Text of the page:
1. Actually I tend mostly to propose topics. Sometimes it’s hard to think them up, but it gets easier as I get to know the clients and their preferences. As for my own blog, it’s about engaging people, provoking thought and occasionally debate, sharing my experience of writing and also, of course, being a little bit entertaining.

      I like your one-hour rule and it must make it easier to deliver posts more frequently. But so often I find that, whilst I may have got all the ideas down on paper, sentences and occasionally whole paragraphs are all in the wrong order. I don’t always see it straight away and as a result, a post might look – and be – incoherent, but with a little swapping-about of ideas, something sensible emerges. I need to come back to it a couple of times, which is why I have so many part-finished efforts in my bloggy folder.

    1. Thanks for voting! There’s a clear front-runner at the moment, although responses have only crept into double figures. Unfortunately, it’s the one post I’ve written least on. That was always going to happen, I guess.

  2. My experience so far supports Dylan’s explanation. Most of my blog posts are part of an ongoing series of photographs and comments around a single theme. Those posts are quite quick to do because I know where to look for material and people’s reactions to earlier posts helps shape the later ones.
    But I also do occasional posts on whatever topic catches my interest. I have finished just one of these in the four months I have been blogging, while half a dozen partially written stubs still await completion…

    1. I think part of my problem is at the moment, I’m not writing. I finished ‘Singled Out’ and I’m currently plugging it to agents, which may take some time and has no promise of a positive outcome. I think, once I start planning my next novel (yes… I’m getting the itch, I want to put into practice what I’ve learned from my first experience of novel-writing), topics related to the process of planning/writing/editing will again emerge.

      Your picture-based posts are intriguing and I love how you focus so tightly on one view or item, or even a small corner of something, and the share the thoughts or memories which the item brings to mind. It’s a delightful basis for a blog. And I’m glad I’m not the only one with partially written stubs!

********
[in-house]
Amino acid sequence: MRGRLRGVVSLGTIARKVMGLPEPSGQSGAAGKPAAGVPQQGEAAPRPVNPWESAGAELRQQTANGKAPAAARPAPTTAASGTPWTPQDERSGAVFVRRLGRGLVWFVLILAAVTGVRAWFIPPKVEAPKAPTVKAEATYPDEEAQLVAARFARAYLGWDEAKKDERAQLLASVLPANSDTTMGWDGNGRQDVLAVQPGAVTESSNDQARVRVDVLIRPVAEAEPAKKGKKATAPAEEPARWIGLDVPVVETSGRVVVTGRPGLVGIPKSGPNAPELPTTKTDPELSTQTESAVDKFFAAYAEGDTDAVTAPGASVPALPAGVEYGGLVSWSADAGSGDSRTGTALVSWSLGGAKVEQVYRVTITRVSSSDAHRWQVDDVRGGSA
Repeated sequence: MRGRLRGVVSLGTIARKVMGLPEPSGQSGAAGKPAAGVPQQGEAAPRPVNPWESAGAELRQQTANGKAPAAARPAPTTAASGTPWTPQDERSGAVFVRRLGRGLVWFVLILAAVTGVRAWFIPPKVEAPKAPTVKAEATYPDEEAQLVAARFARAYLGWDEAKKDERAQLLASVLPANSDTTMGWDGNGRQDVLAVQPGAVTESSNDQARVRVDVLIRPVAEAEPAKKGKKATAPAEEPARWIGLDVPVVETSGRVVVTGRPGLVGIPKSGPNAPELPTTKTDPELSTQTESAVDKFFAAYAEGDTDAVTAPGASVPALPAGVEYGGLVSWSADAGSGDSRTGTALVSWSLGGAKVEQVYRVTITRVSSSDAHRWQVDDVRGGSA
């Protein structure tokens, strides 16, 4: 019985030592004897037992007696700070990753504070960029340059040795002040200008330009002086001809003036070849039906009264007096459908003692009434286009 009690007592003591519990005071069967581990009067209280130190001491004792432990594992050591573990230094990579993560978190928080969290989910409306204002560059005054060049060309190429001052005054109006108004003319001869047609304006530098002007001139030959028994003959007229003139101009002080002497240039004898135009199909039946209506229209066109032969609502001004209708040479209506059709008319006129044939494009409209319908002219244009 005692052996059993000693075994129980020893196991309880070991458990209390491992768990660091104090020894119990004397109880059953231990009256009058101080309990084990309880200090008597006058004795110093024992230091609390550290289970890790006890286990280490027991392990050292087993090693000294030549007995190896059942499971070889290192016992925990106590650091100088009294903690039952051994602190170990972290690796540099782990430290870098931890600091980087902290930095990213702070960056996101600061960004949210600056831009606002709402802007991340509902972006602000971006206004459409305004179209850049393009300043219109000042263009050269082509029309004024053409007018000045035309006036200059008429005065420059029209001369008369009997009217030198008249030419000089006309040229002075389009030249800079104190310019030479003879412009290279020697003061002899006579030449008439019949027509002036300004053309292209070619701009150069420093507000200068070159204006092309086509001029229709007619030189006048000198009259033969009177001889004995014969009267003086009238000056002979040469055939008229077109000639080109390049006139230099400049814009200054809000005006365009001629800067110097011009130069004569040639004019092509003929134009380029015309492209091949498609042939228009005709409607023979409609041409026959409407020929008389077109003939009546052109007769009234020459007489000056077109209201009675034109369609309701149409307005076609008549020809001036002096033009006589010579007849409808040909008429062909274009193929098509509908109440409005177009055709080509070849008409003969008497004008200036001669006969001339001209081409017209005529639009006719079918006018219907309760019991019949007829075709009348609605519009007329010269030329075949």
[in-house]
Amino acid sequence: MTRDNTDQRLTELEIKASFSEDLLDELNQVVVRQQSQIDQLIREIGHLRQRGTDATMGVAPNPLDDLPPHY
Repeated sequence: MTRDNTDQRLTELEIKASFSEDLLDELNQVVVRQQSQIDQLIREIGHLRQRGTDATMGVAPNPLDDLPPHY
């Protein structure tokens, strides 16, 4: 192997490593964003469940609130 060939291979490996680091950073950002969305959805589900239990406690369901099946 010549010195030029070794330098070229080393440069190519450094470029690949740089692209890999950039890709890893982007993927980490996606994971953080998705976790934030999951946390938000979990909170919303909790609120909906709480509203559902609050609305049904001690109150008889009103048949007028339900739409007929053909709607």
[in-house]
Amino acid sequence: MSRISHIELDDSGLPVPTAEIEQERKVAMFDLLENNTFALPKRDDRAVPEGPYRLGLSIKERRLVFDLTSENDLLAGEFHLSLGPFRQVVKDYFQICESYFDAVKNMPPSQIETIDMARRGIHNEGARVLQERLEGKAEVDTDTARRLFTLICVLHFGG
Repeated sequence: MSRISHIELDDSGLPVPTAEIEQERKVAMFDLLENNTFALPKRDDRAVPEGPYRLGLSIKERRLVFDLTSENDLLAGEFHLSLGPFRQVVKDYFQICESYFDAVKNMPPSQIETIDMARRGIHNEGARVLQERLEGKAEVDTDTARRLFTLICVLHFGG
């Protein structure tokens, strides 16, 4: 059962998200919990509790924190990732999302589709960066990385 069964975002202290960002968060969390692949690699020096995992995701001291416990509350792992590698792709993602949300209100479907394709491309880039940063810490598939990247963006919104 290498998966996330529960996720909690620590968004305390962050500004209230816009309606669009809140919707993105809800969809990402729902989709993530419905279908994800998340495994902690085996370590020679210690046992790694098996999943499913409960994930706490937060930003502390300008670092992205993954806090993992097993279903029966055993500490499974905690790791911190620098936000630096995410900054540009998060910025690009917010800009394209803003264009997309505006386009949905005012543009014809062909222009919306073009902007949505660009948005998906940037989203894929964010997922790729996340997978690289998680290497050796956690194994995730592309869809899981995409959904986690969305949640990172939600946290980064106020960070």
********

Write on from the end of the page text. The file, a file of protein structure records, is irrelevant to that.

1. I like that. Or what about shared blog posts, where you write a paragraph, then pass it on to another blogger for the next paragraph, and another for the next, and so on. A bit like those folded pictures from school days, where you all drew feet, then folded your picture to hide what you’d done, before passing it on round the group, for the next person to do the legs, then fold and hide, and the next to do the middle, and on… revealing at the end a collection of magnificently grotesque characters.

  3. I write two business blogs and my personal blog, so I can definitely relate.

    Maybe it’s easier to write business blogs because with the posts that you write, you’re teaching and entertaining your intended audience. With the personal blog posts, it’s trickier because you’re expressing your soul and inner thoughts to your followers and anyone else who finds you.

    1. You’re right. With my own blog, it’s a little bit of me, not just my skills as a writer. So much more personal, whatever the topic.

  4. I think blogging is like dealing with problems – other people’s are always easier than your own. As my blog is about a journey, the order is largely mapped out, with issues that spark from people, places or events I’ve encountered along the way. It gives a structure to my blogs and helps with my problem, which is that I have too much inspiration and need to be selective. I hope we’ll get to see all of your above blog ideas fully penned in due course and that you are asking us to vote mainly to decide the order.

    1. Yes, I hope to post all of them one of these days. The poll is a bit of fun just to drive me to finish one at least, of my part-completed efforts.

    1. OK… I can do that. Client blogging is only part of what I do, but I confess I’d enjoy doing more of it. I’ll pull something together.